The House Un-American Activities Committee (HUAC) issued this subpoena requiring Alger Hiss to testify at a HUAC subcommittee hearing. Former spy Whittaker Chambers accused Hiss, a government official who had worked for the U.S. Department of State, of being a communist and Russian secret agent. Records show that Hiss testified before an executive session of the committee on August 16, 1948, in Washington, D.C., and appeared the following day before another executive session held in the Hotel Commodore in New York City. Freshman Representative Richard Nixon was present both days, joined by other members of the committee, including Chairman J. Parnell Thomas and John McDowell. Hiss also appeared before the committee on August 18, as the subpoena indicated, but only to accompany his wife for her testimony. Although Hiss strongly denied the charges, evidence later surfaced seemingly confirming the allegations against him. The statute of limitations on espionage having expired, Hiss was ultimately convicted of perjury in 1950 and sentenced to five years in jail.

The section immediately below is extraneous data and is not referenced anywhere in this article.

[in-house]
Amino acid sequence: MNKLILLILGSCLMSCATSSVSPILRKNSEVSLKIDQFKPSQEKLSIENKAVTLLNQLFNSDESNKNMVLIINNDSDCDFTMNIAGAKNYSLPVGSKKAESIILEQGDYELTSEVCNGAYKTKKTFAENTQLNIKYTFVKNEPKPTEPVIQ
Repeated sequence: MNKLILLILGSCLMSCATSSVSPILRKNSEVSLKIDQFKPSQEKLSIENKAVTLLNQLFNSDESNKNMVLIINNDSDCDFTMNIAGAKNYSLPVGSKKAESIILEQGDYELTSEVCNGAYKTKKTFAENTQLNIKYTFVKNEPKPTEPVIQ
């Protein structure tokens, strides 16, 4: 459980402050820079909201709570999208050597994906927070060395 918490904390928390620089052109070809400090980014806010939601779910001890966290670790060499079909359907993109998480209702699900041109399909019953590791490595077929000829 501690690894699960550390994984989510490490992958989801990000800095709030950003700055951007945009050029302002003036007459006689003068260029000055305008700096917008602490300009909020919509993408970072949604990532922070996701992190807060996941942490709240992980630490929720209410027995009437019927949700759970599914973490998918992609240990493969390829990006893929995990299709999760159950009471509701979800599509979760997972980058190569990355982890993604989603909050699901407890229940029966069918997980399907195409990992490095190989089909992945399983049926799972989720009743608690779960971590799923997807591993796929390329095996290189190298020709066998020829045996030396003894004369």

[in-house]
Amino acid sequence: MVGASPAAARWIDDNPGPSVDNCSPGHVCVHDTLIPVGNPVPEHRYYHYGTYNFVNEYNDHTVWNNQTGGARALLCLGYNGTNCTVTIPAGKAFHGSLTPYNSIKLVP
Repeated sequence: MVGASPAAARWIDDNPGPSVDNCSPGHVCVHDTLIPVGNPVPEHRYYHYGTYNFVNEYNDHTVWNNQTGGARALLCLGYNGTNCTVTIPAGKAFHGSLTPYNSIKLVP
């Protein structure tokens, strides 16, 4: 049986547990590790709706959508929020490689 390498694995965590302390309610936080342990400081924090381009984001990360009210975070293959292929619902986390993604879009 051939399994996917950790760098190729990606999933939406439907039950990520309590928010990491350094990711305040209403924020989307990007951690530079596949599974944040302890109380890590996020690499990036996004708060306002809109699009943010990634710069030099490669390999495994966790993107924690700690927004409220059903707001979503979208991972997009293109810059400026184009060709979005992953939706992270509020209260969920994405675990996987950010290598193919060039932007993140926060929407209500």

House committees are authorized by House Rule XI, clause 2(m)(1) and (3) to issue subpoenas to legally compel the appearance of witnesses and the submission of documents. Subpoenas are often issued to gather evidence as part of a committee’s investigation into a particular person, issue, or event. Under House Resolution 5, 79th Congress, HUAC was authorized to investigate “(1) the extent, character, and objects of un-American activities in the United States, (2) the diffusion within the United States of subversive and un-American propaganda that is instigated from foreign countries or of a domestic origin and attacks the principle or the form of government as guaranteed by our Constitution, and (3) all other questions in relation thereto that would aid Congress in any necessary remedial legislation.”